A social demand. To this anti-democratic ideology corresponds very inegalitarian social relations. Poverty is not a novelty in Thailand but the mode of economic growth has sharpened the social contradictions instead of reducing them: neoliberal capitalist development conducted under authoritarian regimes; then insertion of the country in neoliberal globalisation leading to the trauma of the financial crisis of 1997 (massive unemployment for wage earners, ruin for the middle classes). Until the beginning of the 1970s, the peasants could still set themselves up on new lands in Thailand: this “economic frontier” only closed gradually and lately in comparison with neighbouring countries. In the countryside, this mobility contributed to limiting tensions and social inequalities between farmers, although obviously there were regional differences. Contemporary peasant movements emerged with the growth of inequalities or in defence of the resources which army and private interests tired to take over: access to water, the forest and so on.

Regional demands. For a long time the élites of Bangkok have had a reputation for draining the wealth of the country to their profit alone, which strengthens regionalist sentiments not only in the Muslim far south but also in the north and north east (the traditions of the left being moreover stronger in this latter region).

Developments and clarifications

In some years of crisis, the social and democratic stakes have been clarified, beyond the conflicts raging inside the dominant classes. This development does not simply concern the Red Shirts.

The Yellow Shirts. The “yellows” originally brought together all those who opposed, for various and sometimes contradictory reasons, Prime Minister Thaksin. They benefitted from the support of the media and governments following the coup of 2006. They were thus able to occupy with impunity the two international and domestic airports in Bangkok at the end of November 2008, which led to much more chaos than the much decried occupation of the commercial neighbourhood of Rajaprasong by the “reds”.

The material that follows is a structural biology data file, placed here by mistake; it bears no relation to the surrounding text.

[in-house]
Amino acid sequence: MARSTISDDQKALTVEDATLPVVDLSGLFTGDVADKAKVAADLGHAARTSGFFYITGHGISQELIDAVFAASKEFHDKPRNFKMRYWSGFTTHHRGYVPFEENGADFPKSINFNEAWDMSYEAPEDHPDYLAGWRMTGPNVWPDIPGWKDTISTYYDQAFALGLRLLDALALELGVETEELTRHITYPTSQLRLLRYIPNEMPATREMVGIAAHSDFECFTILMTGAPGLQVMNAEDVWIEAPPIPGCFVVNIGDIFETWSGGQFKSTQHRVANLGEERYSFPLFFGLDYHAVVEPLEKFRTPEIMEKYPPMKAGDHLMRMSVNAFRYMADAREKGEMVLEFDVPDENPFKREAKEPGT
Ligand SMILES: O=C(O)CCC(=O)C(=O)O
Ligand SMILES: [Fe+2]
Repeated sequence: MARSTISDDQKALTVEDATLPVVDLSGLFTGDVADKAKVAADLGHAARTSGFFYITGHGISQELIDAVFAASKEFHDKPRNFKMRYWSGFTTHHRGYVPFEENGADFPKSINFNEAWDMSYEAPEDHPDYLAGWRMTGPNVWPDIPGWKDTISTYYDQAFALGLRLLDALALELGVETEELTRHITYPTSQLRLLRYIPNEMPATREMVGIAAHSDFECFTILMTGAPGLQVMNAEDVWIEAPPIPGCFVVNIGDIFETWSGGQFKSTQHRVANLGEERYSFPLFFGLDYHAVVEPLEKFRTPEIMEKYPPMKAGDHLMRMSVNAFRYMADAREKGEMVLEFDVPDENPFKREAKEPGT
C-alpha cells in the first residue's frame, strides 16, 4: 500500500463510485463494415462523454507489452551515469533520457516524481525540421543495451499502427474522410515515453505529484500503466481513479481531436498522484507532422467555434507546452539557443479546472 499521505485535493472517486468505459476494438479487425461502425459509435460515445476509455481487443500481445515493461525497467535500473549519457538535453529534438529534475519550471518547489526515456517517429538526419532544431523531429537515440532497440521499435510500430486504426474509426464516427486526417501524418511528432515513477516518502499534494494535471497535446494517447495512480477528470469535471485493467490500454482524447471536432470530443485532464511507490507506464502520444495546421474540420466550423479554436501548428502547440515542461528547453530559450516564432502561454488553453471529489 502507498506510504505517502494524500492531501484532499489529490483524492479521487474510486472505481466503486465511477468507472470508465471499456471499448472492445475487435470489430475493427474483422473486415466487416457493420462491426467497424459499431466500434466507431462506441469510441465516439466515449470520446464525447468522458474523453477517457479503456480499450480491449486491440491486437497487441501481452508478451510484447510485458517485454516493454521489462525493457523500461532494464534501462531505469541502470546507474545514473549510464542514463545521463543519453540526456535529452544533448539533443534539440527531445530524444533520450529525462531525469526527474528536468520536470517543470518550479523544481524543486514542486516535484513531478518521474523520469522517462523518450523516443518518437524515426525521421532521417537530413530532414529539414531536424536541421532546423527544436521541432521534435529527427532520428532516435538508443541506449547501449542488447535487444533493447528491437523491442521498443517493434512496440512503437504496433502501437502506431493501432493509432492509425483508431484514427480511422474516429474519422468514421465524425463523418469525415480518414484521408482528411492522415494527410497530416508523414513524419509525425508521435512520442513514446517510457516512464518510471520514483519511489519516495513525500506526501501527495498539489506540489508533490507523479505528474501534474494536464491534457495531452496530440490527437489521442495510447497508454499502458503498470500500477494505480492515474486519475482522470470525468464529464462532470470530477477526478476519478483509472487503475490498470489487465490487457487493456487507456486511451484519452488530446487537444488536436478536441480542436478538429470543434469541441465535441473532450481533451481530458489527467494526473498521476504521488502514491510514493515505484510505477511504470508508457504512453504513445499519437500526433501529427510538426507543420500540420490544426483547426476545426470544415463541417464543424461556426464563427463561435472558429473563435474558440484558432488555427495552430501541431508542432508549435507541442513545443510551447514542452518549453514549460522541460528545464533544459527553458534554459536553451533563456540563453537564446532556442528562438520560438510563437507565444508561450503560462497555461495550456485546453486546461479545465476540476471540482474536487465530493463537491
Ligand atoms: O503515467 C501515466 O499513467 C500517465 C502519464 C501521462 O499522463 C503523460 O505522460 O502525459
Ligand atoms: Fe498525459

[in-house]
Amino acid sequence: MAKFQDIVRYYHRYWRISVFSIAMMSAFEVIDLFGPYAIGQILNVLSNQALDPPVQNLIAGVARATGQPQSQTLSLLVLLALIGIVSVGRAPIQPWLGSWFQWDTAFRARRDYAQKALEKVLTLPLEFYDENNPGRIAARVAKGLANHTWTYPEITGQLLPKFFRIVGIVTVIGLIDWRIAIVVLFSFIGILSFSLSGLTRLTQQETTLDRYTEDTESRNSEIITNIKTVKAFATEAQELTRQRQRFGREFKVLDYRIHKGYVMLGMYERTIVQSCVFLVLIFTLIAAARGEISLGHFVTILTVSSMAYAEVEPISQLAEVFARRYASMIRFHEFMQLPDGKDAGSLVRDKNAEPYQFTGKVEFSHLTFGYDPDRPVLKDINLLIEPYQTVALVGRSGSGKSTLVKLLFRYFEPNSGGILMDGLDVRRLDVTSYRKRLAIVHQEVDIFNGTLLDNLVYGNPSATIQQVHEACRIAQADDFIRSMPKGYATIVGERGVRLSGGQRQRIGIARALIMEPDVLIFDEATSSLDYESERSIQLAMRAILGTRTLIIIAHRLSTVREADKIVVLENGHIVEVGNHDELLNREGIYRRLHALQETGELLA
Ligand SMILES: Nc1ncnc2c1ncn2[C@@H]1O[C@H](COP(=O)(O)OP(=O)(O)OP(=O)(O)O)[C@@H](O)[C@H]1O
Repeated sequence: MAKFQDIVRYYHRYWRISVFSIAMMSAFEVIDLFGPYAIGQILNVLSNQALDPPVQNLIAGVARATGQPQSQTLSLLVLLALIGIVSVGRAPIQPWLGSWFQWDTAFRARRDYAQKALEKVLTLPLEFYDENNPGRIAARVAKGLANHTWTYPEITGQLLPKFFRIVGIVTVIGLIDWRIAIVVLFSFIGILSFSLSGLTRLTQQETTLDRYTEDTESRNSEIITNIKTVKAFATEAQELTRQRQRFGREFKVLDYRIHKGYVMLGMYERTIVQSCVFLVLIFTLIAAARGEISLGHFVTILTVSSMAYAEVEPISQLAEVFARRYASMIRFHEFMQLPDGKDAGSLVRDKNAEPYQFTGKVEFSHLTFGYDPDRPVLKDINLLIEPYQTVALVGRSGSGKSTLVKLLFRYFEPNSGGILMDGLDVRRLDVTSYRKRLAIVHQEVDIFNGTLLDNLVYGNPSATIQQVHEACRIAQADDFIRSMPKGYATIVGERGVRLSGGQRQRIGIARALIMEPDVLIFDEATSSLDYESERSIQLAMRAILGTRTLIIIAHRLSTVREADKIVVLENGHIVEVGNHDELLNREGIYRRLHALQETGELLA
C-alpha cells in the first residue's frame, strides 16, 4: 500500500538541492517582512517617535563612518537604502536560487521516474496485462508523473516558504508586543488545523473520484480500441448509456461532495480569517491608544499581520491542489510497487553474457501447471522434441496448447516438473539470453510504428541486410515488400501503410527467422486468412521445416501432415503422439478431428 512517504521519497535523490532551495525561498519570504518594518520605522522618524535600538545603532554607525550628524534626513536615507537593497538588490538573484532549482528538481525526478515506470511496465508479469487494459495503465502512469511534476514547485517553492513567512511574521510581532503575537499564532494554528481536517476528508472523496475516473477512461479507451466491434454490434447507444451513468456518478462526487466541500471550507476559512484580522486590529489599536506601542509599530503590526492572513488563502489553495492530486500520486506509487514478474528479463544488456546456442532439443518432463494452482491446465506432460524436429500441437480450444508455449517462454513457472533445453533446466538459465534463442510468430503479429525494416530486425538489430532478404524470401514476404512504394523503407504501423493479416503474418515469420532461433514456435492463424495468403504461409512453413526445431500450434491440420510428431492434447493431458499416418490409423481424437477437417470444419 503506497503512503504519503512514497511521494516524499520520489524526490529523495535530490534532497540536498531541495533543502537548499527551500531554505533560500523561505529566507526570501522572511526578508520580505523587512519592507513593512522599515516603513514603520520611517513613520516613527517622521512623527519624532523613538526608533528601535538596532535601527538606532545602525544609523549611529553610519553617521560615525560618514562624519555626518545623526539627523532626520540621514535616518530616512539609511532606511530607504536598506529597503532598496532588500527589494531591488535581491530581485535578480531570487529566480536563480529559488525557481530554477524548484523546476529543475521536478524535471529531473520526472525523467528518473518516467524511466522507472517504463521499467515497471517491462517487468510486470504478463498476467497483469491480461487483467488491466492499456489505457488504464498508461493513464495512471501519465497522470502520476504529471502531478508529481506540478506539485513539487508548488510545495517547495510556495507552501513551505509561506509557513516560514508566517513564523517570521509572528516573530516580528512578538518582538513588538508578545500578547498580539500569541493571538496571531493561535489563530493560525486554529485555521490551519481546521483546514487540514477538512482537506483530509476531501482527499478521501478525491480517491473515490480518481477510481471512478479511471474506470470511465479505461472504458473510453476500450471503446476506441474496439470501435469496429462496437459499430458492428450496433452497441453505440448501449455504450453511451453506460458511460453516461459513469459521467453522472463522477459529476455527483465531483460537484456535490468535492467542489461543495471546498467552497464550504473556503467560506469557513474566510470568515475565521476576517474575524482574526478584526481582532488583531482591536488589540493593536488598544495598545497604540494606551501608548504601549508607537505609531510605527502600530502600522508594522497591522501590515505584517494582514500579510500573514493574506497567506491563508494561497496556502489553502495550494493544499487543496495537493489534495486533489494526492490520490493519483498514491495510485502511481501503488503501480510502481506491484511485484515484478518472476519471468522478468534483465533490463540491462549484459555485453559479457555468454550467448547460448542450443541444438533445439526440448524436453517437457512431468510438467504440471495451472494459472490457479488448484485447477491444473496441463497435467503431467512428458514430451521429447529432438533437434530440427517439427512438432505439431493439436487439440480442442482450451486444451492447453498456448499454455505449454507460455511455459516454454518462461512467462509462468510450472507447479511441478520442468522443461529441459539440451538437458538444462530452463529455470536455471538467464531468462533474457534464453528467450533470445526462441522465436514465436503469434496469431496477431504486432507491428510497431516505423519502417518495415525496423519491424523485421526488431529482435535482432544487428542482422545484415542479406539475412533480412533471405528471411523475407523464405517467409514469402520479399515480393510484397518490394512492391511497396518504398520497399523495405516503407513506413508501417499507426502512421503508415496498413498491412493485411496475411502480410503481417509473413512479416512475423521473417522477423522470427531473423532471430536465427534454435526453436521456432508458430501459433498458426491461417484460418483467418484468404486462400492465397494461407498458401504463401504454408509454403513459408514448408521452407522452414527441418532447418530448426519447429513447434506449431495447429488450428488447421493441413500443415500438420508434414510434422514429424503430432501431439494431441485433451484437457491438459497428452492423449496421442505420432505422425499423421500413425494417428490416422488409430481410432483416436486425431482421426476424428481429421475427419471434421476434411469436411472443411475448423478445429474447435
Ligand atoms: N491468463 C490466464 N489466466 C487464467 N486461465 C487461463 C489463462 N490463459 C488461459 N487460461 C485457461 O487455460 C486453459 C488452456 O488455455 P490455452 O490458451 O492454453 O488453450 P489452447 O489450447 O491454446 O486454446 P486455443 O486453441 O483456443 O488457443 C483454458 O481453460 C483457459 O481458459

In essence the Yellow Shirts today support the monarchy and fight for a restricted suffrage. Thus, defending these "ultra" positions they threatened to go back into the street to prevent the Abhisit government from negotiating with the Red Shirts for early elections.

NGOs and associations. Numerous Thai NGOs participated in the demonstrations of 2005 and 2006 which led to the fall of Thaksin and hailed the coup of September 19, 2006. More militant movements mobilised against the putsch in the name of democracy, reflecting very significant divisions among NGOs. [2].

However, some NGOS which had participated in the movement against Thaksin have evolved significantly: pro-"yellow” in the beginning, they became “neutral” when the social force of the “reds” was affirmed (“against violence from wherever it comes”), and now denounce the massive repression suffered by the Red Shirts as the authoritarian features of the regime have been reinforced.

Monarchy and army

Thailand was never colonised which gave a continuity to its institutions which was not shared by neighbouring countries. However, the monarchy did not remain uncontested. The “revolution of 1932” imposed a passage from absolute to constitutional monarchy. Immediately after the Second World War, the authority of the royal family fell still further, after the murder of Ananda Mahidol, before Bhumibol Adulyadej (Rama IX), his brother, acceded to the throne in 1946.

Royal prestige was reconstituted very systematically, in particular under the dictatorship of Sarit Thanarat with US aid (the monarchy was also protected by a severe law punishing lèse majesté with a sentence of 3 to 15 years).This prestige was at its highest after Bhumibol contributed to favourably resolving the crisis of 1992. But he has also used his authority to back coups and bloodbaths.